From the annual Lukov March to online abuse to vile graffiti and the sale of Nazi memorabilia in tourist resorts, it is clear that Bulgaria has much to do in the fight against antisemitism.
Yet it is a fight being hampered by attacks on those trying to get something done – attacks hardly only from the side of antisemites, but from quarters insisting that they are the true warriors against antisemitism.
This has resulted in a struggle on two fronts – first, the one against antisemitism, being fought by Bulgarian Jewish organisations representing the majority of the community and key people in the country’s institutions, with sincerity – and second, one being fought of necessity with those who detract from these efforts.
Bulgaria has much to do in the fight against antisemitism, but it is untrue to claim that nothing at all is being done. Yet this is precisely the claim that those who detract from the efforts by the Organization of the Jews in Bulgaria “Shalom” and by institutions of state and government make.
To win the fight against antisemitism, first is required an acknowledgment that it is a problem present in society, and then to have a working definition of what the term antisemitism means. Then follows not only raising awareness in society, but also building alliances to work together against antisemitism – and for that matter, other forms of intolerance and hate speech. In turn, then follows action by the legislature, the executive, law enforcement and judiciary.
In 2017, the Bulgarian government adopted the International Holocaust Remembrance Alliance’s working definition of antisemitism, while simultaneously appointing, at deputy minister level, a national co-ordinator of the fight against antisemitism. The incumbent, Deputy Foreign Minister Georg Georgiev, has been responsive in responding to complaints of antisemitic incidents and imagery such as Nazi graffiti and the sale of Nazi memorabilia.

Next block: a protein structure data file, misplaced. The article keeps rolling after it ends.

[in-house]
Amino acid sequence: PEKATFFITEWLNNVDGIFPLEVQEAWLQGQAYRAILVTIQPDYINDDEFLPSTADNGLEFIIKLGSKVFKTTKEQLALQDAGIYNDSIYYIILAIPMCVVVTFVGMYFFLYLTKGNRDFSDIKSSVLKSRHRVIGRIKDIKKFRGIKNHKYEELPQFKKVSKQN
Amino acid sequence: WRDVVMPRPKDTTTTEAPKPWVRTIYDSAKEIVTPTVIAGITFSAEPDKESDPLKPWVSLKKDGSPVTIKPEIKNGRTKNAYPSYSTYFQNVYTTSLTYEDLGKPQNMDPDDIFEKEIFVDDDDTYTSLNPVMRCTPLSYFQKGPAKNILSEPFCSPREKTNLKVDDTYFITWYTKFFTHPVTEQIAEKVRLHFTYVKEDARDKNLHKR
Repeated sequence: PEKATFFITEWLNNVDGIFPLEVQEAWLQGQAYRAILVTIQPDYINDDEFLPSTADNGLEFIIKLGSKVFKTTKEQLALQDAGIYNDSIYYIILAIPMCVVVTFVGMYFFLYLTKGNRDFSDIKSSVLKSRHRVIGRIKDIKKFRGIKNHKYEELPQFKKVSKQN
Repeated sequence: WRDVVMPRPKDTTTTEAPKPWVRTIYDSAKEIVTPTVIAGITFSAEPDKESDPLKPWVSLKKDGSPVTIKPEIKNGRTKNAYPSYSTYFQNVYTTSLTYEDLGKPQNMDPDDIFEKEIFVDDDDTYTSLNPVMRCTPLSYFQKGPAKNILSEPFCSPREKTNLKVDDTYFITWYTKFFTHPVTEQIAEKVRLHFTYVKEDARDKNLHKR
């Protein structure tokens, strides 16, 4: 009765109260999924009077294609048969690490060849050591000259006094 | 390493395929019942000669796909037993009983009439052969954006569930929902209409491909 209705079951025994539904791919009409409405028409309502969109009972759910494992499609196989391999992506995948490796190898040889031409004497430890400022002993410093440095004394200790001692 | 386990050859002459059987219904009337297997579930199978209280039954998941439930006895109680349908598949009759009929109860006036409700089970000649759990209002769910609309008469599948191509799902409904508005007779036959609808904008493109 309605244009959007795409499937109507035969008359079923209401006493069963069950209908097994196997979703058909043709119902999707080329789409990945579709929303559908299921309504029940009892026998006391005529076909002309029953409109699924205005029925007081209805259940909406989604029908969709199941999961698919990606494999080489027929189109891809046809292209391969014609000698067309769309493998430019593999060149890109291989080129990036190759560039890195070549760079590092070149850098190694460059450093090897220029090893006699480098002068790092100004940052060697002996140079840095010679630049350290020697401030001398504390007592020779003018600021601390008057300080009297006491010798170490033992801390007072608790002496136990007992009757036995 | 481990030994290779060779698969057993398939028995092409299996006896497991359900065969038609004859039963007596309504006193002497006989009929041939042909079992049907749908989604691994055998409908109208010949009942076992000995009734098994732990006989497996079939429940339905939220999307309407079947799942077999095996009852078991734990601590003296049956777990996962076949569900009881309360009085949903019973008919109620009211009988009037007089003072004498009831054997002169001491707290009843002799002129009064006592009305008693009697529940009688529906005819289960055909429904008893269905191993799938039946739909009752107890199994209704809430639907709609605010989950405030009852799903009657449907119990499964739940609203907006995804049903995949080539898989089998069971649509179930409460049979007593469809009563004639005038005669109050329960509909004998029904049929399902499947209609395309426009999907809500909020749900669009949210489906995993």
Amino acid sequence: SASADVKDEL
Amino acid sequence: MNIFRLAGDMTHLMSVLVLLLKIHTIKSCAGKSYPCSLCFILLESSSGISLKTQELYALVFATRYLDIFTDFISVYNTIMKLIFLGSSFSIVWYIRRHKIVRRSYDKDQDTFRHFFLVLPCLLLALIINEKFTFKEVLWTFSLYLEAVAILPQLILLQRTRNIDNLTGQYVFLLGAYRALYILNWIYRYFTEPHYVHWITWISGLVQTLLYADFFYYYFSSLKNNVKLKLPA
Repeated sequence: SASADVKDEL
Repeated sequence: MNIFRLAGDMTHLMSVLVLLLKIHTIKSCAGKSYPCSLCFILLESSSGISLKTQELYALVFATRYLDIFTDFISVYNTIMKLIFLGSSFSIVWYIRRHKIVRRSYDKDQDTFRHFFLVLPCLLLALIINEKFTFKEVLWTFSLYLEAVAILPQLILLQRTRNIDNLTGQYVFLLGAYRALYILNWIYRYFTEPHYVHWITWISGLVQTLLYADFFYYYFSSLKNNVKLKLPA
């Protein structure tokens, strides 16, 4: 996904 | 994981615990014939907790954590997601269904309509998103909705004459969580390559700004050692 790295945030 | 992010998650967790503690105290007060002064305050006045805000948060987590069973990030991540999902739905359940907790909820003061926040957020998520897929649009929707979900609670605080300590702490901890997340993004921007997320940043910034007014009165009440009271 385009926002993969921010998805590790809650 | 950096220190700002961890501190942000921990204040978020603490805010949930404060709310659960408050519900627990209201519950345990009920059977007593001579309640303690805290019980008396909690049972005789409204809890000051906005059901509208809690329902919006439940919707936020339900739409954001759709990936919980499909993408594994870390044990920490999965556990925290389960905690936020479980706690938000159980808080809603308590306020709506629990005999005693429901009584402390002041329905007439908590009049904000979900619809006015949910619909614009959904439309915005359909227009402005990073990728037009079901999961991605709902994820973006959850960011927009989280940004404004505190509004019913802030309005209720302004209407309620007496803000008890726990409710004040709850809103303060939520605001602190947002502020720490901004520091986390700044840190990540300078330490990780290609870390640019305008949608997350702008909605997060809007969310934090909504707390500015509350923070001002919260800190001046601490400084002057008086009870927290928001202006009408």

Recent months have seen incidents of daubing of antisemitism imagery and slogans on various monuments in different parts of Bulgaria, not only capital city Sofia but also other cities and towns, as well as desecration of Jewish graves. Municipalities alerted about such incidents have been swift to respond, to cleanse the vandalised objects.
In cases where Nazi memorabilia and pro-Hitler souveniers have been found on sale at holiday resorts, the Interior Ministry and municipalities have responded by confiscating the goods and, in one very recent case, shutting down a “retro” photo booth which offered tourists the “opportunity” to have their photographs taken in SS uniform.
A campaign inaugurated in 2018, Sofia City of Tolerance and Wisdom, has seen, with the assistance of national and Sofia municipal institutions, signatories state their joint commitment to fighting intolerance and standing for a society where mutual acceptance is the norm, differences such as those of ethnicity and faith notwithstanding.
Shalom has embarked on alliance-building in the fight against antisemitism and other forms of intolerance, including with other Jewish organisations in Bulgaria. It also has been active in working with international partners such as the World Jewish Congress and the American Jewish Committee – just one example of many being the global petition calling for a ban on the Lukov March.
In September 2018, at a meeting at Shalom’s national headquarters in Sofia, a number of Bulgarian Jewish organisations pledged unity in the fight against antisemitism.